‘So according to you, what is the job of the police?’
          ‘Their only remaining job,’ laughed Khoza, ‘is to use the Public Order Act to arrest ordinary citizens who protest against the party warfare.’
          ‘They’re right to protest!’ I protested.
          ‘Nonsense,’ scoffed Khoza. ‘It’s really nothing to do with party warfare, it’s really about capturing and holding state power. Even if there were no opposition, the ruling party would still need its own militia.’
          ‘Poof,’ I scoffed. ‘Give me an example.’
          ‘Suppose the Asinine Corrupt Commission were asinine enough to try to investigate a government minister for corruption. This would be a direct threat to his power. So he would need his own militia to go in there and sort them out! They would need to feel the firm smack of authority!’
          ‘Didn’t you learn anything in school about the constitution?’ I wondered.
          ‘In school,’ said Khoza slowly, ‘I learnt about the power of the cane and the whip to trample all over our human rights.’
          I turned now towards Kondwa, hoping for a better prospect. ‘What about you, what are you going to do when you leave school? Do you have a better idea?’
          ‘Much better,’ he replied confidently. ‘Khoza wants to work for the upper class. But I want to set up my own business.’
          ‘An independent business?’
          ‘Of course,’ replied Kondwa. ‘I would set up my own militia as a private enterprise, controlled only by myself. Do you know, Grandpa, if I were to set up my own roadblock on the Great East Road, I could collect more money in a morning that you get from your pension in a year.’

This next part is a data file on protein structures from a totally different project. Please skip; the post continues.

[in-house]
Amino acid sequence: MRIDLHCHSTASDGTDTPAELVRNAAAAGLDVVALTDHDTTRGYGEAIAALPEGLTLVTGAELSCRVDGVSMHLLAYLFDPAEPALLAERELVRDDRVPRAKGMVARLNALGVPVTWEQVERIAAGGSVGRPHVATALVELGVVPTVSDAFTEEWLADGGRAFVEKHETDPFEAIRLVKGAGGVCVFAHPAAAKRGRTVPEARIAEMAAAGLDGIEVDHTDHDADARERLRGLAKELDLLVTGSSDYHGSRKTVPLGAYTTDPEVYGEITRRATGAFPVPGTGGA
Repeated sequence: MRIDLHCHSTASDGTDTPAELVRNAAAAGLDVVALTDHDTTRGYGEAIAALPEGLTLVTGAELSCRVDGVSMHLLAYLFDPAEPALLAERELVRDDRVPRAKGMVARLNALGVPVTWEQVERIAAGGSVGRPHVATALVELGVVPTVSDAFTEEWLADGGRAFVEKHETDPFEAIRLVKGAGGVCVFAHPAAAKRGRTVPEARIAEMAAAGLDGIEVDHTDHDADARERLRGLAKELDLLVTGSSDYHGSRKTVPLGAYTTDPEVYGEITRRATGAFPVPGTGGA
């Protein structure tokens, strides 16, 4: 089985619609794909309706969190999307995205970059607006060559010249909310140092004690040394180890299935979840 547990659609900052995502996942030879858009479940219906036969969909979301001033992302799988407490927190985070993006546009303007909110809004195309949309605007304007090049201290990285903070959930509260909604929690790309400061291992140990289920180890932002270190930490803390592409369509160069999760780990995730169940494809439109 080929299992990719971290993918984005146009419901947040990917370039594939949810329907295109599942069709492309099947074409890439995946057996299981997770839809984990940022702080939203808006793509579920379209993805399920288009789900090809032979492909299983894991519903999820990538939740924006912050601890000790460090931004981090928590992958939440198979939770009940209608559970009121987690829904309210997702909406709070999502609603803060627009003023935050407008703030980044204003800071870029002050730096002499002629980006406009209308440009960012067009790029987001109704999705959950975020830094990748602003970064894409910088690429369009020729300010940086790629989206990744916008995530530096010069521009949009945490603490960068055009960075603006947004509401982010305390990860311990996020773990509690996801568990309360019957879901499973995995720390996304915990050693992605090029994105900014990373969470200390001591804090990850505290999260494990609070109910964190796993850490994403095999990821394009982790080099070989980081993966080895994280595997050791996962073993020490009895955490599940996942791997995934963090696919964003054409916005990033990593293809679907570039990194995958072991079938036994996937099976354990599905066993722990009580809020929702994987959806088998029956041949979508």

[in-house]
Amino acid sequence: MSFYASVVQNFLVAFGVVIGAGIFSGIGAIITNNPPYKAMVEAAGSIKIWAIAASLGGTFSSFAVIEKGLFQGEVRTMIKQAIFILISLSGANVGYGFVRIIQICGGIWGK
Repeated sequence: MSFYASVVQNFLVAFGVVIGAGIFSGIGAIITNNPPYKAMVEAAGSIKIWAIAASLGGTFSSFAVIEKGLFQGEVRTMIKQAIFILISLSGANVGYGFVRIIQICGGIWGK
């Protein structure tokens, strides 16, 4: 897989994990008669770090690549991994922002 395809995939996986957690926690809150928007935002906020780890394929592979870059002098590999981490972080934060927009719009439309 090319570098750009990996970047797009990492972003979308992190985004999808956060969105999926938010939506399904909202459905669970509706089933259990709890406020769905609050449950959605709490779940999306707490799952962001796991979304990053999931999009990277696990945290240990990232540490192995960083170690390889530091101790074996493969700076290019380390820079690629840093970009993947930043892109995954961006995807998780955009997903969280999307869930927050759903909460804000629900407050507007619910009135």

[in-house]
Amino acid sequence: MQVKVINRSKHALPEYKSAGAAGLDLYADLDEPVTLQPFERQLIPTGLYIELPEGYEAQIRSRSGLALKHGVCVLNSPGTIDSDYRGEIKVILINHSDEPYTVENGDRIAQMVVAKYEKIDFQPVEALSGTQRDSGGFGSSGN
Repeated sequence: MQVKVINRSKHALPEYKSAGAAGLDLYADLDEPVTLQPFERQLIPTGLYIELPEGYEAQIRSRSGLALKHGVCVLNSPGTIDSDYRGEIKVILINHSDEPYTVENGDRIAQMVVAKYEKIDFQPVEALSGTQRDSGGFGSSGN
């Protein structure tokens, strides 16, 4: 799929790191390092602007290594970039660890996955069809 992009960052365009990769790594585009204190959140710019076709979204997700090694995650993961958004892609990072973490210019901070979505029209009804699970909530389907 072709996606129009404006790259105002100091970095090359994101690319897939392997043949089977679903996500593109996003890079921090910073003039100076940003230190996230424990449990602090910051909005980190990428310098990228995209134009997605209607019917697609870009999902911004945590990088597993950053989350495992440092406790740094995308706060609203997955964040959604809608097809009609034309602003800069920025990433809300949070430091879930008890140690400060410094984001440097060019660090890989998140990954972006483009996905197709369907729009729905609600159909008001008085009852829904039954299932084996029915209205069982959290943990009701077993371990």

‘Oh dear,’ I sighed. ‘Do you have no better ambition?’
          ‘I have much bigger ambition,’ replied Kondwa calmly. ‘I shall use my militia to invade and take over the Office of the Chief Registrar, and then use my position to deregister all parties, institutions and authorities. When I have removed everybody else from power, I shall of course automatically take over as president.’
          ‘Does neither of you believe in the rule of law?’ I cried, as tears came to my eyes.
          ‘Look Grandpa,’ said Khoza, putting his arm around me, ‘we young people have to live in the world as we find it, not as you imagine it.’
          Just then Sara came sailing in through the door, then stopped and looked at us. ‘You boys,’ she shouted, ‘have you been upsetting Grandpa again?’
          ‘We were just trying,’ said Khoza, ‘to introduce him to the real world.’
          ‘Well stop it immediately,’ she shouted. ‘He’s far too old for that!’


  

5 comments:

  1. Clear cut Kalaki,

    A rather humorous but adept account of the callous,morally repugnant, insidious and ludicrous system that has robbed both fronts of the Zambian political scene,in recent times.

    Thank you once again for such a concise and robust masterpiece.

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  2. 8/10...love it!!!

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    Replies
    1. What have you done with my other two marks? Have they gone to the dogs?

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  3. Lovely I just hope these bald heads read this. It might change there thoughts.